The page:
Regulatory speed & agility

Over recent months industry and regulators everywhere have become animated with a sense of urgency as the era of Artificial Intelligence (AI) breaks through into the public consciousness with the advent of large language models.

With the flood of data advancing and generating at unprecedented speed, regulation is what stands between the best of AI’s potential on the one hand and the safeguarding of society from its potential imagined harms on the other.

AI also holds a lot of promise in R&D and healthcare system efficiency. As with AI, timeliness and urgency are also relevant with the regulation of medicines on their path from the laboratory to patients in clinical care: Speed and agility matters. It is implied also in the founding vision of the WHO (1948) in which regard for health as a human right puts an obligation on nation states to ensure access to timely, acceptable, and affordable health care.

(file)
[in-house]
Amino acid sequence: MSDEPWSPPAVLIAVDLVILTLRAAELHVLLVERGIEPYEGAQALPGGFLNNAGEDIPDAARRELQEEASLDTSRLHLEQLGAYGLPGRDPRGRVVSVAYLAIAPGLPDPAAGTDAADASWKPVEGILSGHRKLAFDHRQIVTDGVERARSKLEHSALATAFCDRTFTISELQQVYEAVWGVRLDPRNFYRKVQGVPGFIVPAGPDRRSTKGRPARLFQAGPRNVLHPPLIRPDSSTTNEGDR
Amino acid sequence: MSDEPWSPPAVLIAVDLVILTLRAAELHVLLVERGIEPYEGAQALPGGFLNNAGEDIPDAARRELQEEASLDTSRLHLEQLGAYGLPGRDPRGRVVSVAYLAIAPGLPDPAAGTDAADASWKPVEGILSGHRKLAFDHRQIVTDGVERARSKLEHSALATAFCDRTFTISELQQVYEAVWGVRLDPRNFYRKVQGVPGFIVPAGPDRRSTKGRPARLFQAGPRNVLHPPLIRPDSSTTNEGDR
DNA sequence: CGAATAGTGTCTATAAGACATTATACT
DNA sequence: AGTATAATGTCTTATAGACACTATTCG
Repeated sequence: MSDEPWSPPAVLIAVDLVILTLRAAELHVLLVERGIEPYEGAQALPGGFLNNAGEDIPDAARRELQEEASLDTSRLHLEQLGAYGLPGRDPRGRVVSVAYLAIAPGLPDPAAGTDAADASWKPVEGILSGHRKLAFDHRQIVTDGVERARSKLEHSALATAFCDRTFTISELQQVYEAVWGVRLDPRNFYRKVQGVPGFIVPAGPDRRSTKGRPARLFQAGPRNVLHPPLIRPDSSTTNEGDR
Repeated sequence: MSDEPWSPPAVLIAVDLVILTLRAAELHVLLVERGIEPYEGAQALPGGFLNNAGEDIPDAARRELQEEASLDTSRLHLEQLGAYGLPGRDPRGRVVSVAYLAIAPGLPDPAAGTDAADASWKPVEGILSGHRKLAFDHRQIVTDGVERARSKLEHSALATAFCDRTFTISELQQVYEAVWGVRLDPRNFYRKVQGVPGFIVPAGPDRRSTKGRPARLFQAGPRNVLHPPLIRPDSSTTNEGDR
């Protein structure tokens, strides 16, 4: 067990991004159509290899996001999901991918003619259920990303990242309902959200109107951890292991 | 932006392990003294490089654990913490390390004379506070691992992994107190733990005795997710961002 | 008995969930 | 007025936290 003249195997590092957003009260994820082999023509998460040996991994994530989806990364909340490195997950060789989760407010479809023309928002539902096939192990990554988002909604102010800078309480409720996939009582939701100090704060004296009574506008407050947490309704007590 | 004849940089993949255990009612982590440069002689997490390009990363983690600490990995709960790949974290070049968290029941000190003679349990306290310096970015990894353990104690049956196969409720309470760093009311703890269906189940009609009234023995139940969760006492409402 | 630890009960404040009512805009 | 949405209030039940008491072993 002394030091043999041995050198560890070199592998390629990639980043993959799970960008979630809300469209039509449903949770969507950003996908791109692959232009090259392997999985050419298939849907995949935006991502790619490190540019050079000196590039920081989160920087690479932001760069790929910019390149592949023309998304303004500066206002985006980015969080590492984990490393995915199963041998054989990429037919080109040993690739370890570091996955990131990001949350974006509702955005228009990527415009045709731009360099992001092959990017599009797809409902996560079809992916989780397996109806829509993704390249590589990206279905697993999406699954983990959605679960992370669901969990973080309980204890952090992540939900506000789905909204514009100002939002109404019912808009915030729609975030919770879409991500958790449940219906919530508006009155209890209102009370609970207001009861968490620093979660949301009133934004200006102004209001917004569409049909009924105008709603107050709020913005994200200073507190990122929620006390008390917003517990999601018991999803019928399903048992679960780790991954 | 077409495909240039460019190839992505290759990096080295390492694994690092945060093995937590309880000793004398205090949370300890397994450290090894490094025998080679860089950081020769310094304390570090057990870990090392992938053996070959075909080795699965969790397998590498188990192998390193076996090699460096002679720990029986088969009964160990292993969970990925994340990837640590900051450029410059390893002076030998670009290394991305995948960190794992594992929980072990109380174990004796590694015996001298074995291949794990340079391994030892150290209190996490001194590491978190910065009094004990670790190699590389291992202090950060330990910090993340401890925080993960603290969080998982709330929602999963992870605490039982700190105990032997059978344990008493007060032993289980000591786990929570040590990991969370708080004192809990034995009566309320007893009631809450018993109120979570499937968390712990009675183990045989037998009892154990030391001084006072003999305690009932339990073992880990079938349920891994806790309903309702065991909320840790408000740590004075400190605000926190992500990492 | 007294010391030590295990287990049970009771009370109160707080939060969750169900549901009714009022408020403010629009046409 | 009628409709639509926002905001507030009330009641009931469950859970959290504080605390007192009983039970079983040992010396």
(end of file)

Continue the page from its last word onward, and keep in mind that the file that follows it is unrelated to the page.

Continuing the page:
Whatever stake we hold in the complex map of a healthcare system, be it as patients, families, startups, industry, regulators, or payors, we share the same goal. We work to bring innovative diagnostics, medicines, and healthcare solutions that address patient needs to communities and society at a pace that is dynamic and efficient. Because patients with unmanaged or terminal diseases do not have the luxury of time. Similarly, innovators are also time bound, with a fiduciary duty to deliver returns to owners while securing the funding to reinvest in the next wave of scientific progress and innovation.